MGM Home Entertainment
Cast: Jose Ferrer, Zsa Zsa Gabor, Suzanne Flon, Collette Marchand, Theodore Bikel
Extras: Theatrical Trailer
Perhaps one of the most personal films in director John Huston’s canon, 1952’s "Moulin Rouge" captures the severe romanticism of fin de siecle Paris and the legendary artistry of Henri de Toulouse-Lautrec with such verve and delicacy that it’s easy to forget that the film was made from an American filmmaker borne of the old Hollywood studio system.
Following up his Oscar winning performance in 1950’s "Cyrano De Bergerac, " Jose Ferrer portrays the physically stunted, emotionally tortured artist (interestingly, another role examining physical "ugliness" versus inner beauty).
In Huston’s and co-scenarist Anthony Veiller’s biographical adaptation, Lautrec’s artistic genius feeds off the years of incessant judgment from an unsympathetic society and an accumulation of self-loathing, made easier and harder from equal doses of cognac and self-pity. When true loves eventually appears in the form of the understanding Myriamme Hyamm (Suzanne Flon), Lautrec’s inner demons may have already doomed him to loneliness…and assured him a place among the greatest artists of all time.
Huston’s cynicism might have seemed too harsh to create a world as delicate as turn-of-the-century Paris, but he perfectly captures the environs of the suffering artist. There’s even Zsa Zsa Gabor as the star chanteuse Jane Avril. (Long before "Queen of Outer Space" and the Beverly Hills Police Department, Zsa Zsa was a knockout!) Modern audiences might snicker at Lautrec’s never ending flow of self-deprecating jabs and, like Cher slapping Nicolas Cage in "Moonstruck," implore the whining artist to "snap out of it!"
Focusing more on the artist than the location, as in Baz Luhrmann’s manic revisionist musical version, Huston’s colorful, pessimistic portrait of Lautrec’s genius was realized with an astonishing team of collaborators including cinematographer Oswald Morris, camera operator Freddie Francis, special color consultant Eliot Eliofson, composer Georges Auric and associate producer Jack Clayton. The result was seven Academy Awards nominations including Best Picture, winner of two (for Best Color Art Direction and Color Costumes) and a deserved reputation as one of the most gorgeous looking films ever made. If you can suspend disbelief for a time when gentleman helped ladies out of horse-drawn carriages and compliments were an art form, then you’ll really get into the groove of what this "Moulin Rouge" has to say about what fuels love and creation, and sometimes how one does not lead to the other.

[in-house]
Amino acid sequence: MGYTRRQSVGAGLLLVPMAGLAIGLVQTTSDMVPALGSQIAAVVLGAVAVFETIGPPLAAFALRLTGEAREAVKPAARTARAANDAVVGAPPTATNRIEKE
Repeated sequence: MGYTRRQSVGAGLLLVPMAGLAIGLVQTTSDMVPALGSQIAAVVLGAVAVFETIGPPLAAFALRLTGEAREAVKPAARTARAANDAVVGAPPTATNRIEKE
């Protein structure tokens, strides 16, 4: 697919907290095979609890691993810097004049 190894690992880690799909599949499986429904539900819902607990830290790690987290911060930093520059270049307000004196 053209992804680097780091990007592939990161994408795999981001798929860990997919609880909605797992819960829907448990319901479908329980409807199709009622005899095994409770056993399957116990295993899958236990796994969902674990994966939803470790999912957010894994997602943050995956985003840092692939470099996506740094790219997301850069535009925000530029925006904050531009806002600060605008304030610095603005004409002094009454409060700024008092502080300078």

MGM Home Entertainment has just released the 1952 classic to DVD. The full-frame transfer really is a knockout, every bit respectful of the material. Colors are not only vivid, they blaze and yet, they are saturated and at times diffused and muted…just like a Lautrec painting. Yup, it’s intentional. Details like red feathers on a white hat and the fine checker pattern on Lautrec’s tweed coat come through clear and distinct. Shadow detail is a little wanting in nighttime scenes and fleshtones occasionally appear slightly ruddy, but these are nitpicks. The source print looks like it underwent some restoration or cleaning because it is practically immaculate. Compression and digital artifacts are nil, even during smoky interior scenes. This is a visual presentation that had me saying "Wow! Look at those colors!" quite a few times.
The <$DD,Dolby Digital> mono audio doesn’t have the same sparkle as the transfer, but what’s there works. The soundtrack naturally doesn’t boast wide dynamic range, but the dialogue is clean and clear, the music doesn’t overwhelm the dialogue and analog hiss has been kept to a minimum. Levels are a little low, though. I had to kick up my receiver a good four to five notches above the usual volume level for mono movies.
The only extra is a decent-looking theatrical trailer, presented in full-frame with mono sound and some nicely themed menus.
There are moments during John Huston’s "Moulin Rouge" where one can see the seeds of Baz Luhrmann’s "Moulin Rouge." I would even go so far as to say that they make excellent bookends when it comes to films of the same subject. Still, I have to give the nod to Huston, Ferrer and company and their Lautrec, portrayed not as a comedic dwarf sidekick, but as a man who could not reconcile the physical with the ethereal. All that, an awesome transfer and a purchase price of $10. What are you waiting for?